“If I have seen further, it is by standing on the shoulders of giants.” — Isaac Newton
Standing on the shoulders of giants means discovering truth by building on previous discoveries. That is exactly how I feel every time I assist at an SFG Level I Certification.
I have had the rare privilege to help as an assistant, alongside my teachers: Master Jon Engum, Master Fabio Zonin, Senior Instructor Cole Summers, and Senior Instructor Dr. Mark Cheng. I never hesitate to accept an invitation to assist. It is an opportunity to learn and teach alongside the best in the world, and to become a better teacher and student myself.
As an assistant, I am entrusted with important duties and responsibilities which all contribute to the successful outcome of the Certification. Furthermore, while maintaining the role of instructor, the student in me absorbs all the knowledge my teachers share during these intensive weekends. In doing so, I have come to realize I still have a lot to learn on the topic of kettlebells and strength.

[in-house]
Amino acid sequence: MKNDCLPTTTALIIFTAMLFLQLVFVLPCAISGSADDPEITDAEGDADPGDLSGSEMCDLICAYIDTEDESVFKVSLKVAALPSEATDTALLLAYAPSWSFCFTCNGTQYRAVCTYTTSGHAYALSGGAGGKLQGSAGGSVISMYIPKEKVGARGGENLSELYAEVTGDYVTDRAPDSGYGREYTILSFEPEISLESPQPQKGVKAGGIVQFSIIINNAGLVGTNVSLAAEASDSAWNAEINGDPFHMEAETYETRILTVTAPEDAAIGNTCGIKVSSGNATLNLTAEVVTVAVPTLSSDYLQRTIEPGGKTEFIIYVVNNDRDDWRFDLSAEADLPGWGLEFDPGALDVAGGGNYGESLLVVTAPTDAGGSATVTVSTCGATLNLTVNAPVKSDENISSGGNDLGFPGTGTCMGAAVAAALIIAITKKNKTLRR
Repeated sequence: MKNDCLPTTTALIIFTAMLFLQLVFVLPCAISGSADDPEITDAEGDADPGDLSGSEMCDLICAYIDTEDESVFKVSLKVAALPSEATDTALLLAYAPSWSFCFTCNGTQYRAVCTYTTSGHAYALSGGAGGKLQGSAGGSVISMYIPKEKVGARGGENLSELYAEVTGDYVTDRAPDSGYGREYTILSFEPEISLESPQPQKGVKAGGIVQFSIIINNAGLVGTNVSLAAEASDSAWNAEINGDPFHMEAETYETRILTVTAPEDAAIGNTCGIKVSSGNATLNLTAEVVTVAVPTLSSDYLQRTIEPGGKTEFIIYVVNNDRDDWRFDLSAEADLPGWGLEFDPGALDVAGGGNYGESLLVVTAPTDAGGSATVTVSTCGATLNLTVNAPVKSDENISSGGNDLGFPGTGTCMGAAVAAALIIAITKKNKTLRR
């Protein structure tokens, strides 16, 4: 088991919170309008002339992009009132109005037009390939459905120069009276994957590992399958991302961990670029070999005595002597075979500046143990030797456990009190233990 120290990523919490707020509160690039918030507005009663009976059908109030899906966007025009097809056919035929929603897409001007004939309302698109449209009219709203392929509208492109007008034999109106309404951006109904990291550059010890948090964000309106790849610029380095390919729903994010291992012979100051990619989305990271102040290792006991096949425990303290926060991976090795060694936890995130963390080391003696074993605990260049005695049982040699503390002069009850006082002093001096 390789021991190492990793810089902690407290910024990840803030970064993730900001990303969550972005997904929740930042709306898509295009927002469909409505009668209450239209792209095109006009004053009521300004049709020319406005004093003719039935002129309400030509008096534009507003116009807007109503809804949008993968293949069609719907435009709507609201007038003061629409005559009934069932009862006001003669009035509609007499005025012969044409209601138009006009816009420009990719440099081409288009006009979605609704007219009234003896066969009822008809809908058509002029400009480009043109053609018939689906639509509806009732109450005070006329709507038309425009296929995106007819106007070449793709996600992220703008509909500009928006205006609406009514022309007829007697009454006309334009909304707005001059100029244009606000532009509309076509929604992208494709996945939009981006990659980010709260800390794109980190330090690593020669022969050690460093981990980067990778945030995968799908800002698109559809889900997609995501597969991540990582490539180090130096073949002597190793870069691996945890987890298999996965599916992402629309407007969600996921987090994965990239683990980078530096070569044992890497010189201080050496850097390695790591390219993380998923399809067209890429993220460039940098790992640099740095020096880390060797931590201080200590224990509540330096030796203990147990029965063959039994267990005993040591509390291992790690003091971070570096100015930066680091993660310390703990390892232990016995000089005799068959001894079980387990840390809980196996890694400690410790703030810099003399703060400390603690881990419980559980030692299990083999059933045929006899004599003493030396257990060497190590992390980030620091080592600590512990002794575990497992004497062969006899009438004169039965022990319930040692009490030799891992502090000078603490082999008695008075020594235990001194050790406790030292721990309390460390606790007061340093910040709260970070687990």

I look back on where it all started, and I am grateful for all that has happened during the past three years. I have come a long way. My journey into kettlebells and strength began in the most unlikely of all places, and for you to understand where I am coming from, I have to tell you my story.
My Rite of Passage From Boy to Man
I grew up as an only child and my parents divorced when I was twelve. My father was an alcoholic and could not keep his job. My mom fell into deep depression and we were forced to sell our house. At school, I started hanging with the wrong crowd and soon enough, began using drugs.